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House Mulls Contempt Votes Against Bolten, Miers

After months of delay, House leaders are considering bringing contempt citations against White House Chief of Staff Josh Bolten and ex-White House counsel Harriet Miers to the chamber floor for votes Thursday.

House Majority Leader Steny Hoyer (D-Md.) said this morning that it was "possible" the citations would be on Thursday's schedule, saying there was "space on the calendar" because a planned debate on an energy bill had been punted until after the President's Day recess. Hoyer also emphasized that the issue for Democratic leaders was not specifically about Bolten or Miers, but rather about protecting Congress' ability to get information from the executive branch.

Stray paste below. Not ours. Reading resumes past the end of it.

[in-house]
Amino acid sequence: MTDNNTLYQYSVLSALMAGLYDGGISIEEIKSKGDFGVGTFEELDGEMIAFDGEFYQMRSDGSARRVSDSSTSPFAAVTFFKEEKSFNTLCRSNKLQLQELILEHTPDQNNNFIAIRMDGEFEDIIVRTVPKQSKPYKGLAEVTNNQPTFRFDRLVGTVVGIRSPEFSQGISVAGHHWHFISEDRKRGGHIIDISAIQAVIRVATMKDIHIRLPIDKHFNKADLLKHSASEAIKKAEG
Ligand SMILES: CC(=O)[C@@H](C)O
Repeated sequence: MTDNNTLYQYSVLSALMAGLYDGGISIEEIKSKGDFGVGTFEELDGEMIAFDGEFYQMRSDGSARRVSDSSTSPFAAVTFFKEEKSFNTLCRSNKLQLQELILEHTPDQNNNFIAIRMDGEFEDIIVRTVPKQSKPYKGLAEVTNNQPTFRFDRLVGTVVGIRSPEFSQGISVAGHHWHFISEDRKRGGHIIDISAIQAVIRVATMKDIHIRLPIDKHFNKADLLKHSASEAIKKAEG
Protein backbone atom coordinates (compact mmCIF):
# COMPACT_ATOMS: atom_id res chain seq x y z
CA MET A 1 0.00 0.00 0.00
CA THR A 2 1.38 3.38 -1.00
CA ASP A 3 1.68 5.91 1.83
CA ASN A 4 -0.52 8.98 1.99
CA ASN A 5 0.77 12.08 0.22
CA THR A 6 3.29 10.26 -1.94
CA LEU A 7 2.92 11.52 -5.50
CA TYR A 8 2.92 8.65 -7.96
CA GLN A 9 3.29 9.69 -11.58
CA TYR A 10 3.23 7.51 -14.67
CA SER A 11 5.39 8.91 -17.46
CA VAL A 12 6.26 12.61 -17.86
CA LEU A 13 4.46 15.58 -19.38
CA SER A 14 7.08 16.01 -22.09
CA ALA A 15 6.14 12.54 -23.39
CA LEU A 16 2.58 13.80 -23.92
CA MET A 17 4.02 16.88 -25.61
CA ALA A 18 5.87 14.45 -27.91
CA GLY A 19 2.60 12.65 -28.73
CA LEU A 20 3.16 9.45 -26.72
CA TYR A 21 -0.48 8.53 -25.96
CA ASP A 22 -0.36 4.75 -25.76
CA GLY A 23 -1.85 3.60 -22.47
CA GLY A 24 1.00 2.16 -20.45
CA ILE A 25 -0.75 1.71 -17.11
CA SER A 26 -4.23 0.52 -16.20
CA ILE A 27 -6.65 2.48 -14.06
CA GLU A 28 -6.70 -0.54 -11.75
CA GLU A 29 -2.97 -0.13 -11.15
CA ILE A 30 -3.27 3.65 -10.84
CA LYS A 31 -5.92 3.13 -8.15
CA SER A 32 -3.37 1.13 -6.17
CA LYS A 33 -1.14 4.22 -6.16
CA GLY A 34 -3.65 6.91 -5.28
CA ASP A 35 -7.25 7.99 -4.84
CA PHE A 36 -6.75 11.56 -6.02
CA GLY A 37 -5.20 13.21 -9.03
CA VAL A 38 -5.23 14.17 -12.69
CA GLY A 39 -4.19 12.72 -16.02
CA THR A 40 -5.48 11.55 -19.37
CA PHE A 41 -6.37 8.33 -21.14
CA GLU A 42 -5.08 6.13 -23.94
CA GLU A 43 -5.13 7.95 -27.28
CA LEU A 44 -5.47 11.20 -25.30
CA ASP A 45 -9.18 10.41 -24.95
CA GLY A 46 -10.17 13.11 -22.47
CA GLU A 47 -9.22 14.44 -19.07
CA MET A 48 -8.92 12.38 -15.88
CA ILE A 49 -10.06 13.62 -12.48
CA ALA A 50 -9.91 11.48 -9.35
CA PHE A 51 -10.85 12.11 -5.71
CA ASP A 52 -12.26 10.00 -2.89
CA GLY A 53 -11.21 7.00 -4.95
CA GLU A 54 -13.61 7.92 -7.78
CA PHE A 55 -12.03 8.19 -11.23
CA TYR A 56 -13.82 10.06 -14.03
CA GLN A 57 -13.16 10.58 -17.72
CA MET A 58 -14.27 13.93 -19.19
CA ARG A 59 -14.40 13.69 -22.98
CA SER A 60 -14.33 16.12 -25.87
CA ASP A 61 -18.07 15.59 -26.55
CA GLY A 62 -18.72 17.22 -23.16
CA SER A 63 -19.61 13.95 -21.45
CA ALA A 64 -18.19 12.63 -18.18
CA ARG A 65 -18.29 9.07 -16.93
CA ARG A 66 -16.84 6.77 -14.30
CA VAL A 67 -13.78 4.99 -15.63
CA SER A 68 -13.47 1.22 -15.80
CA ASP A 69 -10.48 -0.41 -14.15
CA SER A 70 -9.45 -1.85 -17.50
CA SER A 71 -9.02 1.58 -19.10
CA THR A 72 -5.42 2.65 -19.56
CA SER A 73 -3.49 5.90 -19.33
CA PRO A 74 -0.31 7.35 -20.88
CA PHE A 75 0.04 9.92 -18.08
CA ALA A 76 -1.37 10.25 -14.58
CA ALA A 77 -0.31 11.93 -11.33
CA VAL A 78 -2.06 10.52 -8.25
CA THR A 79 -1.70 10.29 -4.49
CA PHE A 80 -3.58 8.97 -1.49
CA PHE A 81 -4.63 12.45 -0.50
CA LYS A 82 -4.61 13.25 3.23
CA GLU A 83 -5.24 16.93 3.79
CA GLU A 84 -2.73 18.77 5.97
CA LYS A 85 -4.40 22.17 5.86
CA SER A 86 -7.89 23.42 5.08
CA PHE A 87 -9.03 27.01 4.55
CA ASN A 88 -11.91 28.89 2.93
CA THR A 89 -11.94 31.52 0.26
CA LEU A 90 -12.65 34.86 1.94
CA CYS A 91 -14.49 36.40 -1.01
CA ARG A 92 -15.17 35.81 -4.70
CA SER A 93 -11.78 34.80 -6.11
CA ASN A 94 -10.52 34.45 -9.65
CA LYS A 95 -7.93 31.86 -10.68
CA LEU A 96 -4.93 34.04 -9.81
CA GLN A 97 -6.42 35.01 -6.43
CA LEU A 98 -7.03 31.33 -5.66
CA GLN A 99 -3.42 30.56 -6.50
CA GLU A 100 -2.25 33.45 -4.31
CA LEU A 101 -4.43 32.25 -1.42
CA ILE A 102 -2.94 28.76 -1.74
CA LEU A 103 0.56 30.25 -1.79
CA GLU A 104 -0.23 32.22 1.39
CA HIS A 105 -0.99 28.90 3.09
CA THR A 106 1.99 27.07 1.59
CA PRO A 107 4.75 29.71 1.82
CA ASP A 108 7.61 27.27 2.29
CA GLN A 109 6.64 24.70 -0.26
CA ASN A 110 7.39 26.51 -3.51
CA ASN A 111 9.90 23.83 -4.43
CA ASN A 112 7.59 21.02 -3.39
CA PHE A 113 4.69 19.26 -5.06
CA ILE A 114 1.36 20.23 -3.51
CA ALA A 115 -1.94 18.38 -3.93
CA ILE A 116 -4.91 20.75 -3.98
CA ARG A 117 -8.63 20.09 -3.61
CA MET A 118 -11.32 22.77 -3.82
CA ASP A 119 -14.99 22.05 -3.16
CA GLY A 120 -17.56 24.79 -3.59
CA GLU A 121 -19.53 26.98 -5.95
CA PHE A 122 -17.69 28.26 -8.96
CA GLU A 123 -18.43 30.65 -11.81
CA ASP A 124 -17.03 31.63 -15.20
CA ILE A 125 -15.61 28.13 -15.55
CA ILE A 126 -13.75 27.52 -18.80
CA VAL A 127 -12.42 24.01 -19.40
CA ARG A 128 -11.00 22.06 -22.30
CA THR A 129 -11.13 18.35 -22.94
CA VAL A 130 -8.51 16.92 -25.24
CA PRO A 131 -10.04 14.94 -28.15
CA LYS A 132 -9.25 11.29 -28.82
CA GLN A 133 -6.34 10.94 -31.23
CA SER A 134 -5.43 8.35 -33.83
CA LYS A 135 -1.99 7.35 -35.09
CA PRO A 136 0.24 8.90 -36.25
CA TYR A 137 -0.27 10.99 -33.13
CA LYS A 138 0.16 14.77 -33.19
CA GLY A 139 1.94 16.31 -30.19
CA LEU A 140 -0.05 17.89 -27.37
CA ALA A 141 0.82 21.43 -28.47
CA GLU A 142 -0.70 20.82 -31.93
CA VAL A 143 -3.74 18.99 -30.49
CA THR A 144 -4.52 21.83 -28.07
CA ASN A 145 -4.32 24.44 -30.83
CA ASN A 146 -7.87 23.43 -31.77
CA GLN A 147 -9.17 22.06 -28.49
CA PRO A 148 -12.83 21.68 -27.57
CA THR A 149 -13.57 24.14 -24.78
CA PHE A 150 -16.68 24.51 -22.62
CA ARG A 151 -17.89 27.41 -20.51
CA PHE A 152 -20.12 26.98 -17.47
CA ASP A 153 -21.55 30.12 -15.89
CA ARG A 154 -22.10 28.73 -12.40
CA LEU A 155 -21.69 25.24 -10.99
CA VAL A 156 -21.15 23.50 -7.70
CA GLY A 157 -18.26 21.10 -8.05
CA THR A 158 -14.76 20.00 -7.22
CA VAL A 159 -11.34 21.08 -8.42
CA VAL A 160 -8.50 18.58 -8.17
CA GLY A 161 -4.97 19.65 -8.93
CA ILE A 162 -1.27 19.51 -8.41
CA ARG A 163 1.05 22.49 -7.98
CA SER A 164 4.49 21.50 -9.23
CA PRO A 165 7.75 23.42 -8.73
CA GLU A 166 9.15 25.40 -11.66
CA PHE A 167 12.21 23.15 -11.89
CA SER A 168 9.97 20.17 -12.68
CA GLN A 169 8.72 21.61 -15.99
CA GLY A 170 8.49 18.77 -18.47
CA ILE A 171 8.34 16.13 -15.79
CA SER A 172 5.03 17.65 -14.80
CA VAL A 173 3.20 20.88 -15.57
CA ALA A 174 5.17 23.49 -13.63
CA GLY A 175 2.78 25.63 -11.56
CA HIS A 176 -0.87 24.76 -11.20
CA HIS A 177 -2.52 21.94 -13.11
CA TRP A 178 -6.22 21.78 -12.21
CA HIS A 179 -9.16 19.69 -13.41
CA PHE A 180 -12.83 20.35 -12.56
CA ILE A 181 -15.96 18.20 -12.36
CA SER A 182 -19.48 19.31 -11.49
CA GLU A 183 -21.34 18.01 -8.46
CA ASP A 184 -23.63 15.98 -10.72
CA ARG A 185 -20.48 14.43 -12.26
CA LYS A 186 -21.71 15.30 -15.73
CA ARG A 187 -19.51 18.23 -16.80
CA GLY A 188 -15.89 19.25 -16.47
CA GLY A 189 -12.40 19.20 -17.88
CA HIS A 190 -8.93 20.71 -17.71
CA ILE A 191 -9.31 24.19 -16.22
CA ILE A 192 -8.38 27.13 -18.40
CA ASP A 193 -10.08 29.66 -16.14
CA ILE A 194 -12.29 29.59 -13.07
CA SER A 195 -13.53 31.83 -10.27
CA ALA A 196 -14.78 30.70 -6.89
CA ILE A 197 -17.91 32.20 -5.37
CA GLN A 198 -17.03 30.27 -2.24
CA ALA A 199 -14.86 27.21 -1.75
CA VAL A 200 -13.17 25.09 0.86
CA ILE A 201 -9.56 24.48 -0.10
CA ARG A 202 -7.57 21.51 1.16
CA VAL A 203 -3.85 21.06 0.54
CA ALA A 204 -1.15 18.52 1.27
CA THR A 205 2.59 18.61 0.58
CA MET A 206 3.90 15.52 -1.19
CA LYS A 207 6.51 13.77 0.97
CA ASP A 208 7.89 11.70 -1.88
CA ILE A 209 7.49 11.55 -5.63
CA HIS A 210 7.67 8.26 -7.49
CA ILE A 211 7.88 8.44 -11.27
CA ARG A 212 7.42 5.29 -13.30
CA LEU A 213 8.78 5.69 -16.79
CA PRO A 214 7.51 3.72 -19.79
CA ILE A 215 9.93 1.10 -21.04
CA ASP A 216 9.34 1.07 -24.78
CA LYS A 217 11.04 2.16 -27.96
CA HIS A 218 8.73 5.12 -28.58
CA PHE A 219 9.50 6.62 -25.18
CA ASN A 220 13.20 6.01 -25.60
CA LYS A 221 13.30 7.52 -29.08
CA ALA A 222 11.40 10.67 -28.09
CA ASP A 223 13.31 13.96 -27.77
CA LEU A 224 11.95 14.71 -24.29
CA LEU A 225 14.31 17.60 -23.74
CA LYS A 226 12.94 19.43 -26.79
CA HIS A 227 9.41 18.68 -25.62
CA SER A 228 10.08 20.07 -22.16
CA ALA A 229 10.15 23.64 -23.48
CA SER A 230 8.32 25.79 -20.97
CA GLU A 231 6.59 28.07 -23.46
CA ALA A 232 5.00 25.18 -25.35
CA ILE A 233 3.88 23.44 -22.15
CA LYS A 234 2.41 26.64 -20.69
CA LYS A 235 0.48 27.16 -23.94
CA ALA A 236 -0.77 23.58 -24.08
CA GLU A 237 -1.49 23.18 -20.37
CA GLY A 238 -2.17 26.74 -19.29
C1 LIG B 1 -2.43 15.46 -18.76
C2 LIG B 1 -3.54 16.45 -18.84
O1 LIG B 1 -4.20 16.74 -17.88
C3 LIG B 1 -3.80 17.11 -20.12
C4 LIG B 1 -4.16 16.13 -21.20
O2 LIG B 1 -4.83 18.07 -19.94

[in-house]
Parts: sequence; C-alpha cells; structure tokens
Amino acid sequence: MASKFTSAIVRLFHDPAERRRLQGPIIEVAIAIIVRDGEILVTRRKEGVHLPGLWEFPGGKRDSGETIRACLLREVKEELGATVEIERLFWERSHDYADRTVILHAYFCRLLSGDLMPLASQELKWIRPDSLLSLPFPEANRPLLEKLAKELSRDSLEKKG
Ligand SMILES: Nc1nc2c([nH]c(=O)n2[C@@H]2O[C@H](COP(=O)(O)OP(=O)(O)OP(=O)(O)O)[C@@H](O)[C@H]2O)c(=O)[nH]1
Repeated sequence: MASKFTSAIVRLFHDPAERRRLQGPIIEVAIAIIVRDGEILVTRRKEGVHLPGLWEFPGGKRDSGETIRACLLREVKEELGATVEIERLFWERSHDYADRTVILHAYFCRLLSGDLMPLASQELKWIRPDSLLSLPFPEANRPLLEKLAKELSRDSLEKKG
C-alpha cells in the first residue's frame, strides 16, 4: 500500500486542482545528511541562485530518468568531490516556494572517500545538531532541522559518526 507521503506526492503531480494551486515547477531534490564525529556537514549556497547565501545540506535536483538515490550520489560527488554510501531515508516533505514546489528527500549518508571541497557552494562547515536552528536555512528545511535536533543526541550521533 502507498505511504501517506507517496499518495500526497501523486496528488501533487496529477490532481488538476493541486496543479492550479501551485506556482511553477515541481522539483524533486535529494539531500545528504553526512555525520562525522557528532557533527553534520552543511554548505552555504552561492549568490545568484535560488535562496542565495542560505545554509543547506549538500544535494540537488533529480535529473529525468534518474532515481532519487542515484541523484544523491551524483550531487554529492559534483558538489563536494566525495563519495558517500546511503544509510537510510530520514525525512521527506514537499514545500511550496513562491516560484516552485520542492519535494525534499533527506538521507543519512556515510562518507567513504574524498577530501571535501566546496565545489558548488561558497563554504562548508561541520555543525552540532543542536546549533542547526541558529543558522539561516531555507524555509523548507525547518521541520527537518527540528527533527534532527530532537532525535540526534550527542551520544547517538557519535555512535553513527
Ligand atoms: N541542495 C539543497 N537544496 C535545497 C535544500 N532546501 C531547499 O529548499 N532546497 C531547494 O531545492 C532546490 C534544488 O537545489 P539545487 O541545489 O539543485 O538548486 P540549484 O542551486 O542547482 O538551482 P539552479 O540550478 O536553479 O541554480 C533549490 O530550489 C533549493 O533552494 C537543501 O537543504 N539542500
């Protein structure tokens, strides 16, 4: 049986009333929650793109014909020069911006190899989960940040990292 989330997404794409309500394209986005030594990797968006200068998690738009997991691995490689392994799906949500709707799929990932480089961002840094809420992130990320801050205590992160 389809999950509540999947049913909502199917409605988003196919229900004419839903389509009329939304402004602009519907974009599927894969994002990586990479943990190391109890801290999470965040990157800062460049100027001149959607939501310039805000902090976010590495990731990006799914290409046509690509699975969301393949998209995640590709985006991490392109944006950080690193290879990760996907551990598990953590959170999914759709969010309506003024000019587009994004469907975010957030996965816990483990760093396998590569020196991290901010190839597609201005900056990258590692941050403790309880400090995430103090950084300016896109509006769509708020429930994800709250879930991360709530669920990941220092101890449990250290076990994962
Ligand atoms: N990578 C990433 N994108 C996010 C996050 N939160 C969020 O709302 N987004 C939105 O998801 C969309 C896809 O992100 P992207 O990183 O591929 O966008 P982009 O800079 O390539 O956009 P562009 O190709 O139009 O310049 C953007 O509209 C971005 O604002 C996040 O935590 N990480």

The House Judiciary Committee voted last July to hold Bolten and Miers in contempt of Congress after they refused to comply with subpoenas from the panel during the investigation of the firings of nine U.S. Attorneys. Since then, Judiciary Chairman John Conyers (D-Mich.) has been trying without success to press the Bush administration for more information and for consent to have the two officials appear.

If the House approves the citations, they will be referred to the U.S. Attorney for the District of Columbia, though it is not clear whether the Justice Department would actually enforce them. It is also not clear why Democratic leaders would decide to move forward on the citations now after six months of delay.

Liberal activists have been pressing for action since last year, and -- coincidentally or not -- grassroots Democrats have also stepped up pressure on Conyers in recent days to hold impeachment hearings against Vice President Cheney.

By Ben Pershing  |  February 13, 2008; 12:48 PM ET
Categories:  Branch vs. Branch , Dem. Leaders , Ethics and Rules  
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